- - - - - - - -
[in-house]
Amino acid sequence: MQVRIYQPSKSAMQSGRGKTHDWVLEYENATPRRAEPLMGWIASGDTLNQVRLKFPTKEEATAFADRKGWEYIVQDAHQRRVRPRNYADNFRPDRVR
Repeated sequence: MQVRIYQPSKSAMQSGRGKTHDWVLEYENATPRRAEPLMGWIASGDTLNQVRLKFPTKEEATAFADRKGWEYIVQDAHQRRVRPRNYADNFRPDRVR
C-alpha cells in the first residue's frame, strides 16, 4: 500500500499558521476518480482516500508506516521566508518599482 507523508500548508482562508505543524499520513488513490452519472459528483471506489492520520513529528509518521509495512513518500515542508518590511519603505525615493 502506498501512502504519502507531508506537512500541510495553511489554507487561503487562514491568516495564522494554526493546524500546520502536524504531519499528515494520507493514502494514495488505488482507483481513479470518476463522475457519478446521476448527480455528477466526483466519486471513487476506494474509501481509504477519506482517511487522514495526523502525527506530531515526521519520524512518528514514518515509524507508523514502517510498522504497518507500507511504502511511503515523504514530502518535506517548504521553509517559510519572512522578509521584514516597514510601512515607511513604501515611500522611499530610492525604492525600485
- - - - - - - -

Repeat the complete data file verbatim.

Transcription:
[in-house]
Amino acid sequence: MQVRIYQPSKSAMQSGRGKTHDWVLEYENATPRRAEPLMGWIASGDTLNQVRLKFPTKEEATAFADRKGWEYIVQDAHQRRVRPRNYADNFRPDRVR
Repeated sequence: MQVRIYQPSKSAMQSGRGKTHDWVLEYENATPRRAEPLMGWIASGDTLNQVRLKFPTKEEATAFADRKGWEYIVQDAHQRRVRPRNYADNFRPDRVR
C-alpha cells in the first residue's frame, strides 16, 4: 500500500499558521476518480482516500508506516521566508518599482 507523508500548508482562508505543524499520513488513490452519472459528483471506489492520520513529528509518521509495512513518500515542508518590511519603505525615493 502506498501512502504519502507531508506537512500541510495553511489554507487561503487562514491568516495564522494554526493546524500546520502536524504531519499528515494520507493514502494514495488505488482507483481513479470518476463522475457519478446521476448527480455528477466526483466519486471513487476506494474509501481509504477519506482517511487522514495526523502525527506530531515526521519520524512518528514514518515509524507508523514502517510498522504497518507500507511504502511511503515523504514530502518535506517548504521553509517559510519572512522578509521584514516597514510601512515607511513604501515611500522611499530610492525604492525600485